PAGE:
Tuesday

19th Feb 2019

EU budget errors on the rise, watchdog says

  • The EU budget for 2012 was €138.6 billion (Photo: Images_of_Money)

The EU spending watchdog, the Court of Auditors in Luxembourg, says overly complex rules on how to disperse EU funds means beneficiaries are receiving money they are not entitled to.

“Simplifying rules is critical, you cannot ask a farmer to respect urban environmental conditions that no-one understands,” Vitor Caldeira, president of the court, told reporters in Brussels on Monday (4 November).

Read and decide

Join EUobserver today

Support quality EU news

Get instant access to all articles — and 18 year's of archives. 30 days free trial.

... or join as a group

He noted that EU pay-outs to member states need to be linked to performance on clear objectives which are spelt out before project launch.

“We need to change the script. The script we have today is too complex, is too much focussed on allocating funds and spending money. It is input driven,” he said.

The complex rules and input-heavy system are contributing to an increase number of errors compared to previous year, he added.

“The causes of the problem lie in the fact that eligibility conditions are not respected, procurement rules are not followed, area declarations for farmers are not corresponding to reality, this is systematic,” Caldeira said.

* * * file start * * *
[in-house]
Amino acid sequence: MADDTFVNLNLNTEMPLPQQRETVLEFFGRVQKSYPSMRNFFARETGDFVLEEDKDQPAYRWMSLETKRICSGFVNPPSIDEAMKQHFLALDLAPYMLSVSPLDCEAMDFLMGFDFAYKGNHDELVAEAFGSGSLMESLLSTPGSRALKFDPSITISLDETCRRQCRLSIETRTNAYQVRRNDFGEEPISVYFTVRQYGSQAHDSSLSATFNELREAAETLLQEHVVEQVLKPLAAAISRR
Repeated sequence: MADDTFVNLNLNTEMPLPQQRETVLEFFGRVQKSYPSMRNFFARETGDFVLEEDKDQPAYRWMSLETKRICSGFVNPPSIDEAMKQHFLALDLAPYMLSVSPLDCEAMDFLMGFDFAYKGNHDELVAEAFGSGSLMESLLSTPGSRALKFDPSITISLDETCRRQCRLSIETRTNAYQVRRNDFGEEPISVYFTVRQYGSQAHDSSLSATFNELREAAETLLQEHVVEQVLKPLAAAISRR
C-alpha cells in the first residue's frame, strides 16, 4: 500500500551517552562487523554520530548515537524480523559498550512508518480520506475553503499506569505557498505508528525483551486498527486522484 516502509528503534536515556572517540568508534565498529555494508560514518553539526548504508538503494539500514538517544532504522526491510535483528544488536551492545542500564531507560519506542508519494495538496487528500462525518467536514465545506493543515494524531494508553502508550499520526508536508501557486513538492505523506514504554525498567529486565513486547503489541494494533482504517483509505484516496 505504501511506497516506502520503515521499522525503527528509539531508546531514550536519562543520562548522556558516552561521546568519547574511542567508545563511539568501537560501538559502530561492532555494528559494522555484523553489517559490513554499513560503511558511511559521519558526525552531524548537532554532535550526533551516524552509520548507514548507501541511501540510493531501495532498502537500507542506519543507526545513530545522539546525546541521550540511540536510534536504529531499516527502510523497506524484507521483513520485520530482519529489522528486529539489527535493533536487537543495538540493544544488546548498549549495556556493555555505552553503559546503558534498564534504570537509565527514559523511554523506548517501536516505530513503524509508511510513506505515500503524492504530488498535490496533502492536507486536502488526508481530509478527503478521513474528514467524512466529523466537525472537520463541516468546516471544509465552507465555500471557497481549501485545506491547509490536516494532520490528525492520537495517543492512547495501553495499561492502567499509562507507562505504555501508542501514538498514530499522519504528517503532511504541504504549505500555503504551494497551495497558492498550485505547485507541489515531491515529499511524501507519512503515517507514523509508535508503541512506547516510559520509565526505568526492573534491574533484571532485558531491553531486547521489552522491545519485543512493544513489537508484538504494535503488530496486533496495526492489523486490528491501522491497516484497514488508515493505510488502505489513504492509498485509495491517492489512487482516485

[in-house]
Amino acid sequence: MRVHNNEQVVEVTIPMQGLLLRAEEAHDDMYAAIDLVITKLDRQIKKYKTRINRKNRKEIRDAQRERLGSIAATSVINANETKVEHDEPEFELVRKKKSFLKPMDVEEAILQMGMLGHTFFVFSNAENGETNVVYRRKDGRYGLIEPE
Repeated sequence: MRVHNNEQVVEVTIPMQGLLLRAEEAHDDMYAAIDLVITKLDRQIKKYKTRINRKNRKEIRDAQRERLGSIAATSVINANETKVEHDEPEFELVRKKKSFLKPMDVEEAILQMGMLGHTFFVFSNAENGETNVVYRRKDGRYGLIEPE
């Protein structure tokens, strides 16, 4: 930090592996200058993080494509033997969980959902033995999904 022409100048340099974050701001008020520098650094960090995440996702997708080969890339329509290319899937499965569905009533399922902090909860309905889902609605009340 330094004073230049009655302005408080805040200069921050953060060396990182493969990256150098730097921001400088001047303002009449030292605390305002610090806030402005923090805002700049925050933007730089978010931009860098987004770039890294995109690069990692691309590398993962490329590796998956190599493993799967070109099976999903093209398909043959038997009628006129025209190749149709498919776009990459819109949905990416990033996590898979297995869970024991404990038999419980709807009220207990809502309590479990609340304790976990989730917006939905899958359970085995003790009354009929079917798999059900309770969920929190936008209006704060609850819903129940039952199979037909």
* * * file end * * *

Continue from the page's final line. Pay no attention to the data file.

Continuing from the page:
The court's findings are detailed in a 290-page non-binding report on the EU budget for the 2012 financial year, out Tuesday (5 November).

The EU budget was €138.6 billion last year.

The European Commission and member states jointly managed around 80 percent.

But the error rate for spending went from 3.9 percent in 2011 to 4.8 percent in 2012.

Rural development, environment, fisheries and health are the most consistently error-prone spending areas. In 2012 it was 7.9 percent in 2012, a slight increase from 7.7 percent in 2011.

The greatest jump of error rate was found in employment and social affairs, which went from 2.2 percent in 2011 to 3.2 percent in 2012.

Error is not fraud

Caldeira was quick to point out that errors do not indicate fraud but rather inefficiencies.

The rate, he said, is an estimate of the money that should not have been paid out of the EU budget due to the improper application of public purchasing rules created by member states and the European Parliament.

Most failures involved lack of respect for public procurement rules.

Minor errors include forgetting to put up an EU-funded sign next to a project site.

Other, more serous errors, involved money wrongly spent to help companies hire people seeking work, or, awarding a construction highway project directly to a company, without allowing other potential bidders the chance to make better offers.

The funds were used for their intended purposes, says the court, even though the conditions for their use were not fully respected.